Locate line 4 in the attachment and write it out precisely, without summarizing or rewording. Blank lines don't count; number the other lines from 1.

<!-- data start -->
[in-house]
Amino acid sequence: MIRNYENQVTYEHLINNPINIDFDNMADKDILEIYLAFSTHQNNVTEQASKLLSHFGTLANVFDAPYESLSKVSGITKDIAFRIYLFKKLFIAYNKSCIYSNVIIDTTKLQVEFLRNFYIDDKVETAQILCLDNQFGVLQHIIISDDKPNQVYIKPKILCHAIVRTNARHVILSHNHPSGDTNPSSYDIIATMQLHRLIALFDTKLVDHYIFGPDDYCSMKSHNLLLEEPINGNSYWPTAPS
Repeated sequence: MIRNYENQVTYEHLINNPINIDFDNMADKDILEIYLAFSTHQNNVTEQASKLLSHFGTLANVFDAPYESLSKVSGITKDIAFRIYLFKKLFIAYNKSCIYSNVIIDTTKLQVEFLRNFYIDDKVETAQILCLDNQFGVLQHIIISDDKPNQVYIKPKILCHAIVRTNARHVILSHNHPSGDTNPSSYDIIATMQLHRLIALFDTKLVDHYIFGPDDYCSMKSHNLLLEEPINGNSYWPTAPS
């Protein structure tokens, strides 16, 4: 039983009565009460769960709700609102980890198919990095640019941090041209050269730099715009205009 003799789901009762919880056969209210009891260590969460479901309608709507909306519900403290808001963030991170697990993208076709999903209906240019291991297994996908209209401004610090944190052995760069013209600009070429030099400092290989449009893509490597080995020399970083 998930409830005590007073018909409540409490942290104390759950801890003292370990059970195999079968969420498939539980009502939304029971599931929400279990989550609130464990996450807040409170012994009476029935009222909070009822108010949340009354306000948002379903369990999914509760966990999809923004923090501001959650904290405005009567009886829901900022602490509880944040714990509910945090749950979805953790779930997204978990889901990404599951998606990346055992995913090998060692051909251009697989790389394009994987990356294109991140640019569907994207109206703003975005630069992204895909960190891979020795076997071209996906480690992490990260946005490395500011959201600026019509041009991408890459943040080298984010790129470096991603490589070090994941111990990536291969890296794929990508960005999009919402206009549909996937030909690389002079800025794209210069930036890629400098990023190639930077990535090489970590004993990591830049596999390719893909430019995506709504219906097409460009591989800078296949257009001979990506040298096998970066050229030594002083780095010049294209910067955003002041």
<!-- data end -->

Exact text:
């Protein structure tokens, strides 16, 4: 039983009565009460769960709700609102980890198919990095640019941090041209050269730099715009205009 003799789901009762919880056969209210009891260590969460479901309608709507909306519900403290808001963030991170697990993208076709999903209906240019291991297994996908209209401004610090944190052995760069013209600009070429030099400092290989449009893509490597080995020399970083 998930409830005590007073018909409540409490942290104390759950801890003292370990059970195999079968969420498939539980009502939304029971599931929400279990989550609130464990996450807040409170012994009476029935009222909070009822108010949340009354306000948002379903369990999914509760966990999809923004923090501001959650904290405005009567009886829901900022602490509880944040714990509910945090749950979805953790779930997204978990889901990404599951998606990346055992995913090998060692051909251009697989790389394009994987990356294109991140640019569907994207109206703003975005630069992204895909960190891979020795076997071209996906480690992490990260946005490395500011959201600026019509041009991408890459943040080298984010790129470096991603490589070090994941111990990536291969890296794929990508960005999009919402206009549909996937030909690389002079800025794209210069930036890629400098990023190639930077990535090489970590004993990591830049596999390719893909430019995506709504219906097409460009591989800078296949257009001979990506040298096998970066050229030594002083780095010049294209910067955003002041």